It’s like pulling a bandaid off s-l-o-w-l-y and suffering the pain over a longer period of time.  Or to be even more dramatic, it’s like dating again after your spouse has died.  Are you betraying your spouses’ memory by going out and continuing to live your life?  Except in the case of the poor FS Brat 2.0 their “spouse” never dies; he or she just lingers on life support forever.
My heart really goes out to this new generation.  At least when I was a kid the bandaid was yanked off as soon as the plane went wheels up.

Radio? what’s a radio?  She’s a fun read.  See the whole thing here.

And while you’re visiting her blog, do not/not miss reading her story on why you must be kind to your OMS.

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Filed under Foreign Service, FS Blogs, FSOs, Realities of the FS, Technology

Want an iPod Touch? Get Touched by TSA on 11/24

iPod touch - My PDA.Image by MJTR (´・ω・) via FlickrWhy TSA did not think of this first, baffles my brain.  An iPad would be nice, too. Or anything that’s in short supply this holiday season would probably do the trick (jobs are in short supply, of course, but that may be too tricky for giveaways). Want a turkey? Get touched by TSA (just make sure it’s not a frozen turkey). Want a tussle? Get touched by TSA. But absolutely no biting! Oh, my – one can go on and on with this with a beginning rhymes dictionary.


National Opt-Out Day – the day before Thanksgiving – is the busiest travel day of the year. In light of recent controversy, many plan to refuse a backscatter scan at airport security, and instead choose a (fairly invasive) pat-down. Either way, people can count on longer-than-usual airport lines.

As a slight gift to opt-outers out there, Loopt is giving away 10 iPod Touches for TSA touching. Just check into your airport on Loopt* on Wednesday, November 24 (with iPhone, iPod Touch or Android), share a bit about your experience, push it to Twitter with the hashtag #touchedbyTSA, and you can win an iPod Touch. That simple.

The company Loopt was formed in 2006 “to build mobile applications that use location to help you enjoy the friends, places, and events around you right now.” Loopt offers a suite of mobile applications that run on over 100 different phones and are enjoyed by more than 4 million people.

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Filed under Current Stuff, Federal Agencies, Huh? News, Technology

Quickie: Biometric bureaucracy swaps sanity for safety in Turkey

Biometrical Turkish PassportImage via Wikipedia

Işıl Eğrikavuk has a first person account in Turkey‘s Hürriyet Daily News about the country’s new biometric passports:

The biometric passports, or e-passports, introduced June 1 in Turkey are supposed to make travel easier and reduce the amount of time spent at borders and customs checkpoints.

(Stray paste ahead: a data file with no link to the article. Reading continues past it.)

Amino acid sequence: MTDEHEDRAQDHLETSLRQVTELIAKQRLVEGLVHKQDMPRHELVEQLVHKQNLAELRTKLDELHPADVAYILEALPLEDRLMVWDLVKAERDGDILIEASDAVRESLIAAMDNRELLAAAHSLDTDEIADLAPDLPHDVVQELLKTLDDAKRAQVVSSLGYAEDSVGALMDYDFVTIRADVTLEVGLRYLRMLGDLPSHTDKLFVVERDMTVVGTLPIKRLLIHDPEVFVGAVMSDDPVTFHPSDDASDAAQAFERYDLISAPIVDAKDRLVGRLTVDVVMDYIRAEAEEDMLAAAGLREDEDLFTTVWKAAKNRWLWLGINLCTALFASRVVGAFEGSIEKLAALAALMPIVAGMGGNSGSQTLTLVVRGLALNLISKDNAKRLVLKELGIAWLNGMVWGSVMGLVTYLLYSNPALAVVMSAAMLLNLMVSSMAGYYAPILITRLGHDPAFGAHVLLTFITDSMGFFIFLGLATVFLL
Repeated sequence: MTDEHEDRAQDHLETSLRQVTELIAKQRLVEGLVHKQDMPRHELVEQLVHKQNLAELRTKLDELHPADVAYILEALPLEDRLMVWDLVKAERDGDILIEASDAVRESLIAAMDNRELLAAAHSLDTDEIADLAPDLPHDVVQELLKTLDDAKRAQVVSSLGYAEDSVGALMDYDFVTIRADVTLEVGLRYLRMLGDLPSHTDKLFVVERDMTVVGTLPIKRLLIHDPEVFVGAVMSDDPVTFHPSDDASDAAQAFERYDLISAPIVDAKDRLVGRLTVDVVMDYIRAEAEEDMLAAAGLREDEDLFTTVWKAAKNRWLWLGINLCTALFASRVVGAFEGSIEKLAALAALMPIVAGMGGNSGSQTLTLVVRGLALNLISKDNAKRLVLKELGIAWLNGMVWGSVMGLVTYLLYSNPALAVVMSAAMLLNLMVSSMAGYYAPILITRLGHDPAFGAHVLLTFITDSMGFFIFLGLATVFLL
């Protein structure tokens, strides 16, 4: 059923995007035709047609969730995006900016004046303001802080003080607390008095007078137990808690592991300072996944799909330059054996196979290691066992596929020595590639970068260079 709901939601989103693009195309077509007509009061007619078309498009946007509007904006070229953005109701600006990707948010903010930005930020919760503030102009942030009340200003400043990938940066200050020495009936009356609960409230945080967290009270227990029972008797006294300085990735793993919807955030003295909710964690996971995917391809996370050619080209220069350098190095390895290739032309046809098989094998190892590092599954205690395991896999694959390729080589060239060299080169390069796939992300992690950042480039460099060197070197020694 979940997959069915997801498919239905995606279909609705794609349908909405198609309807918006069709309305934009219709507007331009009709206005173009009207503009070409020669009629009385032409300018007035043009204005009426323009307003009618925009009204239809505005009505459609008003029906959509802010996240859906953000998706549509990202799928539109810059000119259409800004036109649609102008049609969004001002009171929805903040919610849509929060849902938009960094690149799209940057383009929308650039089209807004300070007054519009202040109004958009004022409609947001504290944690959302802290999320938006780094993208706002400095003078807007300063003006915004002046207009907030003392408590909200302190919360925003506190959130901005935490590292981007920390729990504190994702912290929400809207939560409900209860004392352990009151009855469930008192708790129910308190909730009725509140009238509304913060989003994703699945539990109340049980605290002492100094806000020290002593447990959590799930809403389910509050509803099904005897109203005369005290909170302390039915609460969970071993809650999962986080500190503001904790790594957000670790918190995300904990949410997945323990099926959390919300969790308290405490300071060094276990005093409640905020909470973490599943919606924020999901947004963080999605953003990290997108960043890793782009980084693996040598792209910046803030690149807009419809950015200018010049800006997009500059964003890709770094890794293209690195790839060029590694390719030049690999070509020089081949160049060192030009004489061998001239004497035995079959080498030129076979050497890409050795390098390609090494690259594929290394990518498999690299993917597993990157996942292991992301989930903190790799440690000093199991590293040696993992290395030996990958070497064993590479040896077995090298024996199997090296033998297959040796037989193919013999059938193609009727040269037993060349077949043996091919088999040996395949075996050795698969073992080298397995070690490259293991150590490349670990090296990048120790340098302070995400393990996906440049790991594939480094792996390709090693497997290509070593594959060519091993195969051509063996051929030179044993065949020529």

These features give e-passports a higher level of security and make it easier to verify a traveler’s identity, hence preventing identity theft and document forgery. Officials say they also represent an important phase in Turkey’s EU harmonization process.
On June 9, I went to the Eyüp police station, right at the appointed time, and with all my papers ready. I was still confident that I could apply for a passport, but as I moved through the bureau, the cold truth hit me. “We can’t see the online appointments, you have to come here at 6 a.m. and put your name on the list,” an officer said. He was not joking. My eyes started to well up with tears.

For the third time, I had been turned away, and I had a valid passport in my hand. What could I say? I had even received a text message the day before reminding me about my appointment. I tried explaining this, but they repeated the same words: “We cannot see the online appointments. You have to come here early.”

The next day I woke up at 5 a.m. and went to Eyüp. I was in front of the police station at 6 a.m., yet I was already the 26th person on the list. A police officer told me that people had started to show up at 3 a.m. “We started writing their names at 5:30 a.m.,” he said. “You are lucky to have put your name down, because they only take 40 people a day.”
I waited for six long hours at the police station. At a quarter to noon, my name was called. I was fingerprinted and joined the line to present my papers.

“I cannot see your passport registration in the archives,” the officer said. “You need to either go to the police office where you first got your passport, or you need to apply for a new one. But if you apply for a new one, we can’t transfer your valid dates into your new passport. You have to pay to extend your new passport’s date.”

So this was my choice: Go to another station and wait for another six hours, or pay 754 liras to get a new passport valid for five years. I was out of time, strength and patience. I paid the money.
Getting an e-passport costs 71 euros in Belgium and 28 euros in Estonia (both valid for five years.) In Italy, the cost is 44 euros and the passport is valid for 10 years. In Russia, a passport valid for 10 years costs the equivalent of 66 euros.